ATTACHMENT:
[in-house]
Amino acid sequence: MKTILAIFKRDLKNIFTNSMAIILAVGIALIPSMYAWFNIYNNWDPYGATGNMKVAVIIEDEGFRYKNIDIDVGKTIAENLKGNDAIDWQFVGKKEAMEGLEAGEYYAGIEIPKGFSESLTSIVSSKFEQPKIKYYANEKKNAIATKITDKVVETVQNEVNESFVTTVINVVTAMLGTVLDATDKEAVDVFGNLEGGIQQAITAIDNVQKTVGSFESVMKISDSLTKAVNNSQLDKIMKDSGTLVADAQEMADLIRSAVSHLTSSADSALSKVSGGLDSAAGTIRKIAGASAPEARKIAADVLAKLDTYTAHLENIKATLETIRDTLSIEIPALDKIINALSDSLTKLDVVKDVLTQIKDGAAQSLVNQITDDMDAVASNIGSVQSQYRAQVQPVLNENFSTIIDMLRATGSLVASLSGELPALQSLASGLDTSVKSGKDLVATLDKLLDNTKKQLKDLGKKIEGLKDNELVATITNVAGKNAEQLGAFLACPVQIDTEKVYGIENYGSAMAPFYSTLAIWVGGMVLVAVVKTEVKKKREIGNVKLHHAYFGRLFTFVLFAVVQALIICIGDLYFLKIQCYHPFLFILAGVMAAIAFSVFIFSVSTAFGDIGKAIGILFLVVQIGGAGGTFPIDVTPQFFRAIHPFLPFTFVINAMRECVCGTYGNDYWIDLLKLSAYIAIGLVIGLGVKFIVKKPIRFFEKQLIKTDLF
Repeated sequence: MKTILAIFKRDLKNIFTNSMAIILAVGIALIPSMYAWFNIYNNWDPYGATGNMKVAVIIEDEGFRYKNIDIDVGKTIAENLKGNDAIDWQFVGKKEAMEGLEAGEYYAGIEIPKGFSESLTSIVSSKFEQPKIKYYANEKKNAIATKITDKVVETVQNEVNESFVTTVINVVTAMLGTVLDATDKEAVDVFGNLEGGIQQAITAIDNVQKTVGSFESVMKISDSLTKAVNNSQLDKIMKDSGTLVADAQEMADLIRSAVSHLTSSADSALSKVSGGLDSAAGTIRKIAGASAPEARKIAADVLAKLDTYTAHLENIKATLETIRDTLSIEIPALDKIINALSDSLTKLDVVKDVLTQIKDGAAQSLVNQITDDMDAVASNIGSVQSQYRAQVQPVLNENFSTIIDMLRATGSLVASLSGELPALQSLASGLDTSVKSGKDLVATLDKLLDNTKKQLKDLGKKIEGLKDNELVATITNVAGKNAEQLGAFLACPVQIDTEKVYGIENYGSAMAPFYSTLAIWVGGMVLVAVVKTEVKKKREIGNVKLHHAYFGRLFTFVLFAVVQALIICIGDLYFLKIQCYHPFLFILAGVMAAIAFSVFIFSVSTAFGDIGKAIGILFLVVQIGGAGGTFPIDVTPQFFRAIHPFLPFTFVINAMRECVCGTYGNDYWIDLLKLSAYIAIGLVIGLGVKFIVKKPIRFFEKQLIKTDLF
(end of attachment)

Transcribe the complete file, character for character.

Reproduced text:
[in-house]
Amino acid sequence: MKTILAIFKRDLKNIFTNSMAIILAVGIALIPSMYAWFNIYNNWDPYGATGNMKVAVIIEDEGFRYKNIDIDVGKTIAENLKGNDAIDWQFVGKKEAMEGLEAGEYYAGIEIPKGFSESLTSIVSSKFEQPKIKYYANEKKNAIATKITDKVVETVQNEVNESFVTTVINVVTAMLGTVLDATDKEAVDVFGNLEGGIQQAITAIDNVQKTVGSFESVMKISDSLTKAVNNSQLDKIMKDSGTLVADAQEMADLIRSAVSHLTSSADSALSKVSGGLDSAAGTIRKIAGASAPEARKIAADVLAKLDTYTAHLENIKATLETIRDTLSIEIPALDKIINALSDSLTKLDVVKDVLTQIKDGAAQSLVNQITDDMDAVASNIGSVQSQYRAQVQPVLNENFSTIIDMLRATGSLVASLSGELPALQSLASGLDTSVKSGKDLVATLDKLLDNTKKQLKDLGKKIEGLKDNELVATITNVAGKNAEQLGAFLACPVQIDTEKVYGIENYGSAMAPFYSTLAIWVGGMVLVAVVKTEVKKKREIGNVKLHHAYFGRLFTFVLFAVVQALIICIGDLYFLKIQCYHPFLFILAGVMAAIAFSVFIFSVSTAFGDIGKAIGILFLVVQIGGAGGTFPIDVTPQFFRAIHPFLPFTFVINAMRECVCGTYGNDYWIDLLKLSAYIAIGLVIGLGVKFIVKKPIRFFEKQLIKTDLF
Repeated sequence: MKTILAIFKRDLKNIFTNSMAIILAVGIALIPSMYAWFNIYNNWDPYGATGNMKVAVIIEDEGFRYKNIDIDVGKTIAENLKGNDAIDWQFVGKKEAMEGLEAGEYYAGIEIPKGFSESLTSIVSSKFEQPKIKYYANEKKNAIATKITDKVVETVQNEVNESFVTTVINVVTAMLGTVLDATDKEAVDVFGNLEGGIQQAITAIDNVQKTVGSFESVMKISDSLTKAVNNSQLDKIMKDSGTLVADAQEMADLIRSAVSHLTSSADSALSKVSGGLDSAAGTIRKIAGASAPEARKIAADVLAKLDTYTAHLENIKATLETIRDTLSIEIPALDKIINALSDSLTKLDVVKDVLTQIKDGAAQSLVNQITDDMDAVASNIGSVQSQYRAQVQPVLNENFSTIIDMLRATGSLVASLSGELPALQSLASGLDTSVKSGKDLVATLDKLLDNTKKQLKDLGKKIEGLKDNELVATITNVAGKNAEQLGAFLACPVQIDTEKVYGIENYGSAMAPFYSTLAIWVGGMVLVAVVKTEVKKKREIGNVKLHHAYFGRLFTFVLFAVVQALIICIGDLYFLKIQCYHPFLFILAGVMAAIAFSVFIFSVSTAFGDIGKAIGILFLVVQIGGAGGTFPIDVTPQFFRAIHPFLPFTFVINAMRECVCGTYGNDYWIDLLKLSAYIAIGLVIGLGVKFIVKKPIRFFEKQLIKTDLF